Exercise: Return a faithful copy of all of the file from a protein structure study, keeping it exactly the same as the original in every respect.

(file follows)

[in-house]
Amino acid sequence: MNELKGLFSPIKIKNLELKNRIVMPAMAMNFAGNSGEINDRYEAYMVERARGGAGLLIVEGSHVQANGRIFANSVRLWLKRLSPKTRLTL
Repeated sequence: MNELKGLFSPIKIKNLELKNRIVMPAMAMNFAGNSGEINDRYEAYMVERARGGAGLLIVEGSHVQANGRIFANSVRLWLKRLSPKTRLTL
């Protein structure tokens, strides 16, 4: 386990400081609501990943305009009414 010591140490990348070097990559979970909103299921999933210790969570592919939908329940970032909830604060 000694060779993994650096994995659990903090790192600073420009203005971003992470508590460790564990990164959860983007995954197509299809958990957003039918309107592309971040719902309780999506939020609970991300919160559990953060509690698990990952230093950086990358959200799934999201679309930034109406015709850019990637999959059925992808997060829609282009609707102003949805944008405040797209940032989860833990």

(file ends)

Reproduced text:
[in-house]
Amino acid sequence: MNELKGLFSPIKIKNLELKNRIVMPAMAMNFAGNSGEINDRYEAYMVERARGGAGLLIVEGSHVQANGRIFANSVRLWLKRLSPKTRLTL
Repeated sequence: MNELKGLFSPIKIKNLELKNRIVMPAMAMNFAGNSGEINDRYEAYMVERARGGAGLLIVEGSHVQANGRIFANSVRLWLKRLSPKTRLTL
């Protein structure tokens, strides 16, 4: 386990400081609501990943305009009414 010591140490990348070097990559979970909103299921999933210790969570592919939908329940970032909830604060 000694060779993994650096994995659990903090790192600073420009203005971003992470508590460790564990990164959860983007995954197509299809958990957003039918309107592309971040719902309780999506939020609970991300919160559990953060509690698990990952230093950086990358959200799934999201679309930034109406015709850019990637999959059925992808997060829609282009609707102003949805944008405040797209940032989860833990």